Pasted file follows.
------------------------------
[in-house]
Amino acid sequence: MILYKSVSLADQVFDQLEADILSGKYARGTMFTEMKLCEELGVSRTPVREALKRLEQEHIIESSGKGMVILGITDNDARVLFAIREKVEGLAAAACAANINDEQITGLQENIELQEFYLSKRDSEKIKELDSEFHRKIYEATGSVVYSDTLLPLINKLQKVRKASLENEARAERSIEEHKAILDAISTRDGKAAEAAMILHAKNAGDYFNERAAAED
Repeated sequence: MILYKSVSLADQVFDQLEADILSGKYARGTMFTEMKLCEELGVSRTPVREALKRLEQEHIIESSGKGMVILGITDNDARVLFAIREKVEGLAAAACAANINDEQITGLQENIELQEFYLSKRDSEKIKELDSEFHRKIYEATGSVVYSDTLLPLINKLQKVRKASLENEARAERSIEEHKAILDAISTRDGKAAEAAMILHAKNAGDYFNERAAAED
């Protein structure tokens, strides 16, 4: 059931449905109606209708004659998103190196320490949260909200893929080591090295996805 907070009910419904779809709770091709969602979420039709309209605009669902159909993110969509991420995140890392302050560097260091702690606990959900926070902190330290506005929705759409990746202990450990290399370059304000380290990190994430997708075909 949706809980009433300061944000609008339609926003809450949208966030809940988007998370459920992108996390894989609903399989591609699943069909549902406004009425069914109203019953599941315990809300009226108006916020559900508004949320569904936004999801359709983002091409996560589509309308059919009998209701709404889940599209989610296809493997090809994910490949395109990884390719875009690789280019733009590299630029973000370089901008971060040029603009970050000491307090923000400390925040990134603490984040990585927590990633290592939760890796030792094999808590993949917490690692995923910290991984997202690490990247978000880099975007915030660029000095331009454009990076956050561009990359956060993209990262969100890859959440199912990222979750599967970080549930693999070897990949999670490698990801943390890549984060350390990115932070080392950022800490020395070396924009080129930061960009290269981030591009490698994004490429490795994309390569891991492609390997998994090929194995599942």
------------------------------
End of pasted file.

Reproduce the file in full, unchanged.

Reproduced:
[in-house]
Amino acid sequence: MILYKSVSLADQVFDQLEADILSGKYARGTMFTEMKLCEELGVSRTPVREALKRLEQEHIIESSGKGMVILGITDNDARVLFAIREKVEGLAAAACAANINDEQITGLQENIELQEFYLSKRDSEKIKELDSEFHRKIYEATGSVVYSDTLLPLINKLQKVRKASLENEARAERSIEEHKAILDAISTRDGKAAEAAMILHAKNAGDYFNERAAAED
Repeated sequence: MILYKSVSLADQVFDQLEADILSGKYARGTMFTEMKLCEELGVSRTPVREALKRLEQEHIIESSGKGMVILGITDNDARVLFAIREKVEGLAAAACAANINDEQITGLQENIELQEFYLSKRDSEKIKELDSEFHRKIYEATGSVVYSDTLLPLINKLQKVRKASLENEARAERSIEEHKAILDAISTRDGKAAEAAMILHAKNAGDYFNERAAAED
């Protein structure tokens, strides 16, 4: 059931449905109606209708004659998103190196320490949260909200893929080591090295996805 907070009910419904779809709770091709969602979420039709309209605009669902159909993110969509991420995140890392302050560097260091702690606990959900926070902190330290506005929705759409990746202990450990290399370059304000380290990190994430997708075909 949706809980009433300061944000609008339609926003809450949208966030809940988007998370459920992108996390894989609903399989591609699943069909549902406004009425069914109203019953599941315990809300009226108006916020559900508004949320569904936004999801359709983002091409996560589509309308059919009998209701709404889940599209989610296809493997090809994910490949395109990884390719875009690789280019733009590299630029973000370089901008971060040029603009970050000491307090923000400390925040990134603490984040990585927590990633290592939760890796030792094999808590993949917490690692995923910290991984997202690490990247978000880099975007915030660029000095331009454009990076956050561009990359956060993209990262969100890859959440199912990222979750599967970080549930693999070897990949999670490698990801943390890549984060350390990115932070080392950022800490020395070396924009080129930061960009290269981030591009490698994004490429490795994309390569891991492609390997998994090929194995599942």